He had one of those bearded Russian faces without shape, a mere appearance of flesh and hair with not a single feature having any sort of character. His eyes being hidden by the dark glasses there was an utter absence of all expression. I knew him by sight. He was a Russian refugee of mark. All Geneva knew his burly black-coated figure. At one time all Europe was aware of the story of his life written by himself and translated into seven or more languages. In his youth he had led an idle, dissolute life. Then a society girl he was about to marry died suddenly and thereupon he abandoned the world of fashion, and began to conspire in a spirit of repentance, and, after that, his native autocracy took good care that the usual things should happen to him. He was imprisoned in fortresses, beaten within an inch of his life, and condemned to work in mines, with common criminals. The great success of his book, however, was the chain.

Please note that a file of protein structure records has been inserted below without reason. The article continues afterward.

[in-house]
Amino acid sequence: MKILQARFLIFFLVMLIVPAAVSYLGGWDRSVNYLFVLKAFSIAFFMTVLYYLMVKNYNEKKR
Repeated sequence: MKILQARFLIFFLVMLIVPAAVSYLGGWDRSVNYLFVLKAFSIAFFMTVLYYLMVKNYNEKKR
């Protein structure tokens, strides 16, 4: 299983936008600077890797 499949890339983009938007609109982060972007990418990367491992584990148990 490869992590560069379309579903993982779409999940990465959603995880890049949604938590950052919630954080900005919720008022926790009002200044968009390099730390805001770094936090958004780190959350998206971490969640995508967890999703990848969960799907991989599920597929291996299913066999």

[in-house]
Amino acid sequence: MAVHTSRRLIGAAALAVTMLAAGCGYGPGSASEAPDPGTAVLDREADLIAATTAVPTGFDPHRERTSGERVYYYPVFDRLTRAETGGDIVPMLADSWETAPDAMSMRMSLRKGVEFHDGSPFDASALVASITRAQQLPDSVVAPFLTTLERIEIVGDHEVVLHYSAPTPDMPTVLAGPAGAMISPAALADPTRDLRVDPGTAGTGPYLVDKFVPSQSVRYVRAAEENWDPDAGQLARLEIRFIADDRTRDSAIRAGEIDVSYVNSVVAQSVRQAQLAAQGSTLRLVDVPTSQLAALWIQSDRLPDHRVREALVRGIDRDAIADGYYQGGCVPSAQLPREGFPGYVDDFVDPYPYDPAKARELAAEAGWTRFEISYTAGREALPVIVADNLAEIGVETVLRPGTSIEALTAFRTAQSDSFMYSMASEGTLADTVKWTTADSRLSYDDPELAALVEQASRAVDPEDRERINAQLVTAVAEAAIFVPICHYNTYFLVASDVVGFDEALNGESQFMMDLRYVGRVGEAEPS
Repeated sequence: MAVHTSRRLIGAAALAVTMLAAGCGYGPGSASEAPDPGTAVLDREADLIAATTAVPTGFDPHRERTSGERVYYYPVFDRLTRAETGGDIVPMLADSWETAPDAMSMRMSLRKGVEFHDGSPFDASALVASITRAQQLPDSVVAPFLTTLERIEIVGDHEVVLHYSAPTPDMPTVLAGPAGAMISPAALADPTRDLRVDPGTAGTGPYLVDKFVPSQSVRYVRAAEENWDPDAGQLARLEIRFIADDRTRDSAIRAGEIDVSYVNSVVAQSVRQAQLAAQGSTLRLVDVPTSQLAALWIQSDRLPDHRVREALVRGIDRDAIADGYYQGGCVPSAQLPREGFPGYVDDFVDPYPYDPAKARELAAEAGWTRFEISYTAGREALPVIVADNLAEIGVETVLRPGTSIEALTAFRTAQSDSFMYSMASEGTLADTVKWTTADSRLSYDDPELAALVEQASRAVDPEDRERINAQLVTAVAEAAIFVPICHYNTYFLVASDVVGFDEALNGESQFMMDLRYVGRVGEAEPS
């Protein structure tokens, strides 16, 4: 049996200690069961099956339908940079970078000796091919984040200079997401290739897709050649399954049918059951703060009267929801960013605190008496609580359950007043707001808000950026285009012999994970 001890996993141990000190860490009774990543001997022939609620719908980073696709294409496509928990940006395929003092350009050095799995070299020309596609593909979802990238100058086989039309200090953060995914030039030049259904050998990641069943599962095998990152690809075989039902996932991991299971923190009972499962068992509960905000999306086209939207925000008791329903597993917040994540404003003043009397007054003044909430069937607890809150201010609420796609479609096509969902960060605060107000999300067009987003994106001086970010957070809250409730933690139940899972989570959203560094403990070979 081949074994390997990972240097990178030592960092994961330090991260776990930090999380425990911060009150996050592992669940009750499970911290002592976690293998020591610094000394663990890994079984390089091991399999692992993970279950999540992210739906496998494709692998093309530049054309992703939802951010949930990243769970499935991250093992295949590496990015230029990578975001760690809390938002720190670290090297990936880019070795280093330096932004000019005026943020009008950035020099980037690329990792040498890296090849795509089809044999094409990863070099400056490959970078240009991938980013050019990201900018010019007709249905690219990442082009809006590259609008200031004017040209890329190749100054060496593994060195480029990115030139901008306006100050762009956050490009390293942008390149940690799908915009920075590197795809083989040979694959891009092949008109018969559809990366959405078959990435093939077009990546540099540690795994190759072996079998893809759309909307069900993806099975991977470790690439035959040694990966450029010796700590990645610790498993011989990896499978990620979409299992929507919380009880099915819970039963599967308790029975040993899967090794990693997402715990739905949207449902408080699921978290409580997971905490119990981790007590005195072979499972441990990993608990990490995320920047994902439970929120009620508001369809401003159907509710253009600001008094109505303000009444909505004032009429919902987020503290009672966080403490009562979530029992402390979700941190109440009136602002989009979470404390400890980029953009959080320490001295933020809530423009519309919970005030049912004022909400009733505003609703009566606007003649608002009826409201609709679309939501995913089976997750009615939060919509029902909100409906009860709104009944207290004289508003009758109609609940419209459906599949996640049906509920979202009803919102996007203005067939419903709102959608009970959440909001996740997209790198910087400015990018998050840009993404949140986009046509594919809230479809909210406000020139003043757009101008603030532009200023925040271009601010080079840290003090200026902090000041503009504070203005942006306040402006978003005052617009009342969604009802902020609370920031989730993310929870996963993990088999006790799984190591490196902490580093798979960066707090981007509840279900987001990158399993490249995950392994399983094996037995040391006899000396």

I do not remember now the details of the weight and length of the fetters riveted on his limbs by an “Administrative” order, but it was in the number of pounds and the thickness of links an appalling assertion of the divine right of autocracy. Appalling and futile too, because this big man managed to carry off that simple engine of government with him into the woods. The sensational clink of these fetters is heard all through the chapters describing his escape—a subject of wonder to two continents. He had begun by concealing himself successfully from his guard in a hole on a river bank. It was the end of the day; with infinite labour he managed to free one of his legs. Meantime night fell. He was going to begin on his other leg when he was overtaken by a terrible misfortune. He dropped his file.
All this is precise yet symbolic; and the file had its pathetic history. It was given to him unexpectedly one evening, by a quiet, pale-faced girl. The poor creature had come out to the mines to join one of his fellow convicts, a delicate young man, a mechanic and a social democrat, with broad cheekbones and large staring eyes. She had worked her way across half Russia and nearly the whole of Siberia to be near him, and, as it seems, with the hope of helping him to escape. But she arrived too late. Her lover had died only a week before.